Even though ailments like Celiac disease and lactose intolerance have been part of our lives for a while, it is only now that people have started talking about. What made you initiate a conversation about the same? Please take me through your journey.
I was diagnosed in 2010. During my symptom stage, I went from doctor to doctor but no one could explain it. The symptoms of Celiac Disease are very common. It takes multiple tests to diagnose it. Sometimes doctors are able to and sometimes they brush it off saying that it is food poisoning. In the diagnosis process, I lost out on a lot of things. I quit my job, it affected my mental health and visibly, my physical health too. This took a toll on me.
I didn’t want others to suffer like me. So, I started talking about it. I thought that maybe my journey could give others clarity about their condition. It’s also my personality. I am a very frank person who states her opinions as they are, no sugar coating. I started writing about how I could not travel in society or eat outside. I did not have to talk about these but I did in the hope of helping someone to diagnose themselves. Of course, I am not a doctor and I do advise them to visit one. But this preliminary sharing can direct them in the right direction.
Once you recognised your diagnosis about Celiac disease, what steps did you follow to make others aware of it?
While attending social gatherings, I made sure to inform the host about my situation beforehand. Another thing was talking. For instance, in 2010 I had found a gluten-free product at a local supermarket in Bangalore. I asked the shopkeeper if they could get more of those. I had a chat with several store managers explaining to them the reason why people consume gluten-free goods. Additionally, I have talked to head chefs of several hotels and wrote to food companies as well. Some people would listen, most of them wouldn’t. Whoever was willing, I would speak with them.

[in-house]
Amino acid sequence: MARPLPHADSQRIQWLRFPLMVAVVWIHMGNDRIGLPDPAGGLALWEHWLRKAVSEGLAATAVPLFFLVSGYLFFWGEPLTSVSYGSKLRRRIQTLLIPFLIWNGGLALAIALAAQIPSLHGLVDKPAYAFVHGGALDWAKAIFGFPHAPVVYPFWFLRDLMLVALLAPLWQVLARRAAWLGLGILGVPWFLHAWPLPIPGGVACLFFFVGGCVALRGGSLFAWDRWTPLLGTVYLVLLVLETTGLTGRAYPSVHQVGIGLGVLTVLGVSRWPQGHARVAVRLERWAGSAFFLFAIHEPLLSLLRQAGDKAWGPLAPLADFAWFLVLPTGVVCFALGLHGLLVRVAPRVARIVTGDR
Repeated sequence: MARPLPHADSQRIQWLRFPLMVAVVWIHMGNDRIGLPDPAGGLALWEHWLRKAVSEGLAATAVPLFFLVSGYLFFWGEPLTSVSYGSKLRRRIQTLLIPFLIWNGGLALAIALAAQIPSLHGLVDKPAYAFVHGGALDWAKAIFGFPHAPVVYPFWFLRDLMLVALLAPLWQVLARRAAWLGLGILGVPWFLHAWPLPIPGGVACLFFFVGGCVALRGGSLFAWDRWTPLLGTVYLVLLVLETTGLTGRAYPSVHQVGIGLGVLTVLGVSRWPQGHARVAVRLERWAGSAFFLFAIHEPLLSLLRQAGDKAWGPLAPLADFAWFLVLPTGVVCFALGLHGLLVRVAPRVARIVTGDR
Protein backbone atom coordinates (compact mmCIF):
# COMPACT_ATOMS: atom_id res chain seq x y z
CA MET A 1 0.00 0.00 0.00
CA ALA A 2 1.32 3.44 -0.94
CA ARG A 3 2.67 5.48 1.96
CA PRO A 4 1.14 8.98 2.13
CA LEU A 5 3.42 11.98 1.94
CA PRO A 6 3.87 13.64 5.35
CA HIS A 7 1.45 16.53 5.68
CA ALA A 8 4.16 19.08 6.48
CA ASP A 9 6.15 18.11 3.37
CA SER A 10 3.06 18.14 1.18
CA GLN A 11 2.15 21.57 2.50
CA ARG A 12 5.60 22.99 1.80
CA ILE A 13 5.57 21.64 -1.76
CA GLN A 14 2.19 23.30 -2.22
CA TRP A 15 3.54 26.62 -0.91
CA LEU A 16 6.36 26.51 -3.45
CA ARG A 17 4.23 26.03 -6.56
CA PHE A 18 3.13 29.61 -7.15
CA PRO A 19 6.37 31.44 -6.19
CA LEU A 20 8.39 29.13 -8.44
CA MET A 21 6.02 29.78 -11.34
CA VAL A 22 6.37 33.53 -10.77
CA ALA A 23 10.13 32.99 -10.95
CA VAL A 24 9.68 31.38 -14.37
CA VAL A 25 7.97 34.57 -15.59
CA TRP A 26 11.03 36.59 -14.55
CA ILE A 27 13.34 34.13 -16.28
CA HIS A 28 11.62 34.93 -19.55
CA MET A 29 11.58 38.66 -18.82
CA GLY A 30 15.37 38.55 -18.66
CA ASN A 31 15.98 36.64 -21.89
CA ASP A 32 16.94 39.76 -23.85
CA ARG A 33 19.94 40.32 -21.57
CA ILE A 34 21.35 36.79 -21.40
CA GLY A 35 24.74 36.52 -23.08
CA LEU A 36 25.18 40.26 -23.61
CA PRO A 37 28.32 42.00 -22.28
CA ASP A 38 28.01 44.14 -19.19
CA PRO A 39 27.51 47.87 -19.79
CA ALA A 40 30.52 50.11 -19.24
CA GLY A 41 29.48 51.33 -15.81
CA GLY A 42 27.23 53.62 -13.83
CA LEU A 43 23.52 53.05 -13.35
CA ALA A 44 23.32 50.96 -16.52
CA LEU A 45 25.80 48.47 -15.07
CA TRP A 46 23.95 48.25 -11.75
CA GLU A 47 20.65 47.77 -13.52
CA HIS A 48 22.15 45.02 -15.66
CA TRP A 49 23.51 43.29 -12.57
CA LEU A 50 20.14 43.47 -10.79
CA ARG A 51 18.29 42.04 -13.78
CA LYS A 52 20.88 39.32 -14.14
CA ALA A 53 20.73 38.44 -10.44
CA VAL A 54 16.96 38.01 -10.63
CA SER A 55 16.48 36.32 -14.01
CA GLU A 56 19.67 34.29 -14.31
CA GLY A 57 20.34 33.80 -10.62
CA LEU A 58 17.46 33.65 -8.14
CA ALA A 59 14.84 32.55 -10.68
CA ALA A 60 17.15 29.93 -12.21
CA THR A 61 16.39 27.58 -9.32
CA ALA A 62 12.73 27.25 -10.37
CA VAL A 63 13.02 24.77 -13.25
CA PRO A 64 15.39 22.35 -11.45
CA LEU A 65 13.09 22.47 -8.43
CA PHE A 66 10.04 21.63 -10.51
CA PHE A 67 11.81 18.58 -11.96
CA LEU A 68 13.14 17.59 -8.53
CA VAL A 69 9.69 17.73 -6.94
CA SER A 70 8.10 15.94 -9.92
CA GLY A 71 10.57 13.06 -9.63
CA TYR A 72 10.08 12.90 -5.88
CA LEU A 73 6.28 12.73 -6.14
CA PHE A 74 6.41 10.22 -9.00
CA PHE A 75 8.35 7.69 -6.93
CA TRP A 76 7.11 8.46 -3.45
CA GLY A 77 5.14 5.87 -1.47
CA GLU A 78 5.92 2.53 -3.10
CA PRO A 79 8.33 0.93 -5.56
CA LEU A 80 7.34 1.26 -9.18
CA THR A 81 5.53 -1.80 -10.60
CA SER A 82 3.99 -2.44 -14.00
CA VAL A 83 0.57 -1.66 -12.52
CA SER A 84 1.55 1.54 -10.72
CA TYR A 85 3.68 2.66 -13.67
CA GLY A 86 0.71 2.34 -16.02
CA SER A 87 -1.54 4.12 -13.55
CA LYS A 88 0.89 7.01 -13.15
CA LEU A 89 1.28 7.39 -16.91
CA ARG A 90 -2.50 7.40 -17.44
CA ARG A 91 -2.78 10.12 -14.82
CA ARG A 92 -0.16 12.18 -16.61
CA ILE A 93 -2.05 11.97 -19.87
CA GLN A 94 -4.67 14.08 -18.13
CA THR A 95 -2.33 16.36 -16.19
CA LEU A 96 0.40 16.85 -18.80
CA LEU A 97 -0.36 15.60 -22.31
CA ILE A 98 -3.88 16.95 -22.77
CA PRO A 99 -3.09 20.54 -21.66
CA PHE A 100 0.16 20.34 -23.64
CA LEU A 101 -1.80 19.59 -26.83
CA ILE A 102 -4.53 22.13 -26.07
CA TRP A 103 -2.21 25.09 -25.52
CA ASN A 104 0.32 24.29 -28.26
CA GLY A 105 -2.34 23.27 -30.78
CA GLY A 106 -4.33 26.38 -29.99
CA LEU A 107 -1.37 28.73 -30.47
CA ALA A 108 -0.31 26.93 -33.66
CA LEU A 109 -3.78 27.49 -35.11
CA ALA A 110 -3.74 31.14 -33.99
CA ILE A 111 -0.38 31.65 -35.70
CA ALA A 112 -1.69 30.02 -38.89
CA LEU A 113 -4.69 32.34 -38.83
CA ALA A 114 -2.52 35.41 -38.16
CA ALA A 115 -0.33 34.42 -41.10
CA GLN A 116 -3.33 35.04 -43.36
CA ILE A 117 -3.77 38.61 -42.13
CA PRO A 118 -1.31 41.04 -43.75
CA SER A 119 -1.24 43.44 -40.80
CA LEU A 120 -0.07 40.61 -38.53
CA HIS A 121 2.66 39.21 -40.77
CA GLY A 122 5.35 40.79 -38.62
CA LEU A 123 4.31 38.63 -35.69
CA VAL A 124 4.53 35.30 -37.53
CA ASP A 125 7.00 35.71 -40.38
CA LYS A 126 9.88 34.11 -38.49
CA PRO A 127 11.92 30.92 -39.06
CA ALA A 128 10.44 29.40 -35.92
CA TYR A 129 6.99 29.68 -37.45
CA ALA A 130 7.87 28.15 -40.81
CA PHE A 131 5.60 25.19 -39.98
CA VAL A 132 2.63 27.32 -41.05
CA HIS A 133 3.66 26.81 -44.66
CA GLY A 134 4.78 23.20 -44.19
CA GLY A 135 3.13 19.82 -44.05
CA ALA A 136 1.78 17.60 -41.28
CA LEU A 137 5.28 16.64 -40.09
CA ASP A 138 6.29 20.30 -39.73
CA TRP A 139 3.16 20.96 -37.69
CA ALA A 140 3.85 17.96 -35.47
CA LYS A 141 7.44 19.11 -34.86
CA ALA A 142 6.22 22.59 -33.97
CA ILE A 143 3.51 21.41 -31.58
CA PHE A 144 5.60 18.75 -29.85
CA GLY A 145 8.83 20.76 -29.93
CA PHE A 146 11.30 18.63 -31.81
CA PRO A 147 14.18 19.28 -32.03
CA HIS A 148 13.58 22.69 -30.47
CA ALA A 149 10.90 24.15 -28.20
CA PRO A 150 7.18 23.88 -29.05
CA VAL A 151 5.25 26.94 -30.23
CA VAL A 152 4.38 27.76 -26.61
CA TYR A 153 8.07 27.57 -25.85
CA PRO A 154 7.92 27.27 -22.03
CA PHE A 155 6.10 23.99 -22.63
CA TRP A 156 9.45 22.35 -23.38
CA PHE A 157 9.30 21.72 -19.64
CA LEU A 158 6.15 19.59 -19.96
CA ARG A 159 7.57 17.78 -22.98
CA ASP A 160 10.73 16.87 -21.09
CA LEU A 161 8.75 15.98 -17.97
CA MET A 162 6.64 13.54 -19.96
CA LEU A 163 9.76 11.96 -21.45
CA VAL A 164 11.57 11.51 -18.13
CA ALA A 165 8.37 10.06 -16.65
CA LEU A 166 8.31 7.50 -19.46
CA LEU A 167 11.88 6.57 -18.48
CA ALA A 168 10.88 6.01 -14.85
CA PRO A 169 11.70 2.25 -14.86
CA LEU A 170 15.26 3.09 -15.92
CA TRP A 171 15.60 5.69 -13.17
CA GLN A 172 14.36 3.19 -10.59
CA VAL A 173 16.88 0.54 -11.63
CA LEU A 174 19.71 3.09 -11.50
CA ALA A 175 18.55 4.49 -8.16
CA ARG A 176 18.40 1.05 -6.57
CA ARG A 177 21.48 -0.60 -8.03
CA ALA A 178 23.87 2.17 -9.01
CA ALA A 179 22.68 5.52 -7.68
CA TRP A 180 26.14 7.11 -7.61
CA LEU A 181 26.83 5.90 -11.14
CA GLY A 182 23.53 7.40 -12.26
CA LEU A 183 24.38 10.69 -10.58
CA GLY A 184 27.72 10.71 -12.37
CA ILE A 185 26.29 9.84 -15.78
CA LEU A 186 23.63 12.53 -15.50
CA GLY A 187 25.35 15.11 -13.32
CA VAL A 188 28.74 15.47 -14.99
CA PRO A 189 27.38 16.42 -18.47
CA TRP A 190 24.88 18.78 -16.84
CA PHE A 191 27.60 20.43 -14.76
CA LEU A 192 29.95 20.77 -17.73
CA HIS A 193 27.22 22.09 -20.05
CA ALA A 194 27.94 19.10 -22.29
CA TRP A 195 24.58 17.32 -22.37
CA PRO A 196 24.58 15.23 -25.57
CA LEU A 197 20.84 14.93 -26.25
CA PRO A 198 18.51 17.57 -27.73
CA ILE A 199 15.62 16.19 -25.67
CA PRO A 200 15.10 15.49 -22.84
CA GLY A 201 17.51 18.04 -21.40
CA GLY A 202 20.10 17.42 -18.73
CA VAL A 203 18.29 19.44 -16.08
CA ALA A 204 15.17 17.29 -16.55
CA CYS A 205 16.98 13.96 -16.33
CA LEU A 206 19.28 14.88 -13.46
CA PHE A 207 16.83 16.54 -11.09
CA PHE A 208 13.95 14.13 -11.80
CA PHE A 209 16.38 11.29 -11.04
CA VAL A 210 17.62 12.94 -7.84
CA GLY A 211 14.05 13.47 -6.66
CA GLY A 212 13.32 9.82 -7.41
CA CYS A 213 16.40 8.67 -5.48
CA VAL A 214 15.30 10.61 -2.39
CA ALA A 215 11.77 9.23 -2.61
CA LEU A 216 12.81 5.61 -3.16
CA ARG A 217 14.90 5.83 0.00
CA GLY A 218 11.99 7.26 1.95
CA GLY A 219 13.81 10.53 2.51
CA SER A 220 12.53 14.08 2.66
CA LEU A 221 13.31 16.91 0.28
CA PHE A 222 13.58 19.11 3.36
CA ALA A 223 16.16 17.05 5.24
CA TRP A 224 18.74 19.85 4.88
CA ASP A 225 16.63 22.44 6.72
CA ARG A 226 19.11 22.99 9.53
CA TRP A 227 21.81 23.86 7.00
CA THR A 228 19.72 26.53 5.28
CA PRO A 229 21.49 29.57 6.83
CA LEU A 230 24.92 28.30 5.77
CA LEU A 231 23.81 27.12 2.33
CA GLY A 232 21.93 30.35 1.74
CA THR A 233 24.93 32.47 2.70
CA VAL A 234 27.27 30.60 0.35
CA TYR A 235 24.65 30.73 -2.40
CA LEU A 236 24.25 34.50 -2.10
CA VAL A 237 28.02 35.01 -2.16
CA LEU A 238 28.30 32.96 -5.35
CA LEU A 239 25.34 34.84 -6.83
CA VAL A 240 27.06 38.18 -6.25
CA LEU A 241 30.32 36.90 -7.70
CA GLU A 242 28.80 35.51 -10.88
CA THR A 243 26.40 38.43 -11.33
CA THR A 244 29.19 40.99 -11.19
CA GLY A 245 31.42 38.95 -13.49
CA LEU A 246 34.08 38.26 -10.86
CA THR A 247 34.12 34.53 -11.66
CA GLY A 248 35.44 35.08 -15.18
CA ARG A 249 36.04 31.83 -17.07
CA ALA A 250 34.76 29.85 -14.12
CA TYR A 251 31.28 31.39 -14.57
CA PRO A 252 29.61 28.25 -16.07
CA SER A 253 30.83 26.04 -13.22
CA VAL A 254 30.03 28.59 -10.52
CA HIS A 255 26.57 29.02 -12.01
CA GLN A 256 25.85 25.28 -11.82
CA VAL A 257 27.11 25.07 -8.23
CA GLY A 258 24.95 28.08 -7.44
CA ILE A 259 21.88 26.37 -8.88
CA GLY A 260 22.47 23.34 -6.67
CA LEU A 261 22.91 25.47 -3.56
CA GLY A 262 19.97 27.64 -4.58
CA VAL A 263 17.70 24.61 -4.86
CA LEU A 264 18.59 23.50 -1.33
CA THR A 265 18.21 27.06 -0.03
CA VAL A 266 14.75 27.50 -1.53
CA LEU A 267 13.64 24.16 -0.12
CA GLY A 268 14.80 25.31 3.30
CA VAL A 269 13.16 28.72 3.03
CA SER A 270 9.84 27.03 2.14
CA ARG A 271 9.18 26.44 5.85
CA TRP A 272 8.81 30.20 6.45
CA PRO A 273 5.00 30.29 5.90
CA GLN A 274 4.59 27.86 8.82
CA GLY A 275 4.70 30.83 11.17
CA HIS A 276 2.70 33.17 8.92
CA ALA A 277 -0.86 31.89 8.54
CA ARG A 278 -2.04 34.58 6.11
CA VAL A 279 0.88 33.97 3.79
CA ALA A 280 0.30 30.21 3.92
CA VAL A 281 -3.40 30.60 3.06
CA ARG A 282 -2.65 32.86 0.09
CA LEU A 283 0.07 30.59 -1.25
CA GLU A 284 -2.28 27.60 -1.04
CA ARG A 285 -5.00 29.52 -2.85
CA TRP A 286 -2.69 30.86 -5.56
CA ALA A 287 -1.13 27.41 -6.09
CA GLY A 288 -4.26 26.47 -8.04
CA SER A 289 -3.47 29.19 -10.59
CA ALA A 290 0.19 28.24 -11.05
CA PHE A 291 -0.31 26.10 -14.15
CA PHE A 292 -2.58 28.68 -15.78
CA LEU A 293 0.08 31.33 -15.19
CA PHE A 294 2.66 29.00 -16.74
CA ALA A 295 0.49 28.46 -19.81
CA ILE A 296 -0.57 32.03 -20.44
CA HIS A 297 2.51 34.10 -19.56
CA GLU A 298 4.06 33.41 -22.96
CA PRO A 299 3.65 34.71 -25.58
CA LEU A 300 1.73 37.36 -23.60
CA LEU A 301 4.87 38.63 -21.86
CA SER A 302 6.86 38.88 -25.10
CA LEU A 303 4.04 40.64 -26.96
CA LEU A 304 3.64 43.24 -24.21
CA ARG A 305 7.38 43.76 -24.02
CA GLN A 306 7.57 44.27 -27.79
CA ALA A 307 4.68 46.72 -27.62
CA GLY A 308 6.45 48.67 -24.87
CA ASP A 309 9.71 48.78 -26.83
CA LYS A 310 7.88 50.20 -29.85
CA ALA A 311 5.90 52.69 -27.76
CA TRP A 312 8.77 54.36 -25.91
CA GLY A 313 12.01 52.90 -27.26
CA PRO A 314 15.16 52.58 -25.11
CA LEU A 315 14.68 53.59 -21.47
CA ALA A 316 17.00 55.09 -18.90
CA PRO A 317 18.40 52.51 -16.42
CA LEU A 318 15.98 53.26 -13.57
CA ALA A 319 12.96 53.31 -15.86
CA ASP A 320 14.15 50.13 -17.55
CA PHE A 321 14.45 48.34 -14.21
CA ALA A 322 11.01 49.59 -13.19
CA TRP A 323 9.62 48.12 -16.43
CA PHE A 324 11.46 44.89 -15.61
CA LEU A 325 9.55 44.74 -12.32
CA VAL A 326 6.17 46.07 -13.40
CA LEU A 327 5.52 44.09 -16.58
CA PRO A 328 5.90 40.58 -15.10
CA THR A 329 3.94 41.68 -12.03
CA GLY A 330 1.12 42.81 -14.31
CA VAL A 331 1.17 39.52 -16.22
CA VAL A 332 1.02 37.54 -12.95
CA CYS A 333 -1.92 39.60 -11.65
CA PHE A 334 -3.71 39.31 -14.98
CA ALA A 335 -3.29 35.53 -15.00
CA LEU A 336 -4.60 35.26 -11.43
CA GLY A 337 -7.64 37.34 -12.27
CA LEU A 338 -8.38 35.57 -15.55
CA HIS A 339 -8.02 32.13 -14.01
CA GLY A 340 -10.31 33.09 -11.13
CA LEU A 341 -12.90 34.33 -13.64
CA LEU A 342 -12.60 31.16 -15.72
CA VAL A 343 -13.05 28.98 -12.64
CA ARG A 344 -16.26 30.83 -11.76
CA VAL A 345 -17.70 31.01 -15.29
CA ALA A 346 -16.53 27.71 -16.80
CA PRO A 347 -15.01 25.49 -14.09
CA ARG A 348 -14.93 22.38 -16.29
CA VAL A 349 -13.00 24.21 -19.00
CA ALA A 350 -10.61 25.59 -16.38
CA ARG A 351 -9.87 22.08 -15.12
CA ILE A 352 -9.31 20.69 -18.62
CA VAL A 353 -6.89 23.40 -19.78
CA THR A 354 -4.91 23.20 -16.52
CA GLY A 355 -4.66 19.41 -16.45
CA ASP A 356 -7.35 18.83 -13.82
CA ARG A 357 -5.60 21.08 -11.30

When it came to family, I had to sit them down and explain it to them. They understood some of it, not everything. Now, with time, they know. With friends, as well, it was conversation whenever I met them. I also started posting on my Facebook page. People abroad are still aware of this but very few knew about Celiac Disease in India. Since then, we have become a sort of community. We are not in the same place, location-wise, but technology helps us being connected.
What drove you to write a book sharing your story? Can you share your creative process?
In 2014, I had a 10-minute slot at a conference called The Goa Project. Sathya Sharan, the former editor of Femina, was also one of the keynote speakers at the event. After my talk, she asked for my contact information. Two months later, she asked me if I was interested in writing a book. I was surprised and said yes but I also conveyed that I am not a writer. Sathya asked me to write the synopsis first. Consequently, she sent it to Harper Collins. They approved of the book.
Writing a book was not easy. I only had experience in baking so this was a new challenge. But I was very disciplined about it. Over the one and a half years that it took for me to write, I had to revisit some very personal incidents of my life, something I never wanted to do again. Nevertheless, I wanted people to know about the hardships of this invisible disease. It took me this long as I wanted to figure out what the book meant. It was always going to be something that people could relate to.